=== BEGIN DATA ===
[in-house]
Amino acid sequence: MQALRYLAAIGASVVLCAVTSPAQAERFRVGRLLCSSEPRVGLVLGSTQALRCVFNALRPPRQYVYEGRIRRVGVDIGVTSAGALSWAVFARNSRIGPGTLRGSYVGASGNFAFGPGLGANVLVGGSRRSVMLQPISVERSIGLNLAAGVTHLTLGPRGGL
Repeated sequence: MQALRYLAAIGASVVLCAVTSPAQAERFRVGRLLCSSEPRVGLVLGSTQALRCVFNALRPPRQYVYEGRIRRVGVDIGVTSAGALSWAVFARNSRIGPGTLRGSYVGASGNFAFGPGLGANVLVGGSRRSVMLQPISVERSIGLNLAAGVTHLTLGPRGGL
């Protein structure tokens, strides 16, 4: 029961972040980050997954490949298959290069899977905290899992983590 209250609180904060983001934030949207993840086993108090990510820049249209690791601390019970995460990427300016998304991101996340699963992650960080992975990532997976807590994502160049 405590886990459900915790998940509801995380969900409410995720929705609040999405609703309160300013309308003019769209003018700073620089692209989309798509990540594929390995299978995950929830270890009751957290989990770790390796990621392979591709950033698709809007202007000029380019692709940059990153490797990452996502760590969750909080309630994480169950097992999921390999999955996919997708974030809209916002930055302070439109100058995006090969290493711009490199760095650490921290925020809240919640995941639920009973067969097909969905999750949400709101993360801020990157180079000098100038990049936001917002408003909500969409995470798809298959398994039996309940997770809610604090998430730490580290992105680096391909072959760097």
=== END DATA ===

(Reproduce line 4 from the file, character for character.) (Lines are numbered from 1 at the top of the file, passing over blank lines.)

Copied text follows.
């Protein structure tokens, strides 16, 4: 029961972040980050997954490949298959290069899977905290899992983590 209250609180904060983001934030949207993840086993108090990510820049249209690791601390019970995460990427300016998304991101996340699963992650960080992975990532997976807590994502160049 405590886990459900915790998940509801995380969900409410995720929705609040999405609703309160300013309308003019769209003018700073620089692209989309798509990540594929390995299978995950929830270890009751957290989990770790390796990621392979591709950033698709809007202007000029380019692709940059990153490797990452996502760590969750909080309630994480169950097992999921390999999955996919997708974030809209916002930055302070439109100058995006090969290493711009490199760095650490921290925020809240919640995941639920009973067969097909969905999750949400709101993360801020990157180079000098100038990049936001917002408003909500969409995470798809298959398994039996309940997770809610604090998430730490580290992105680096391909072959760097």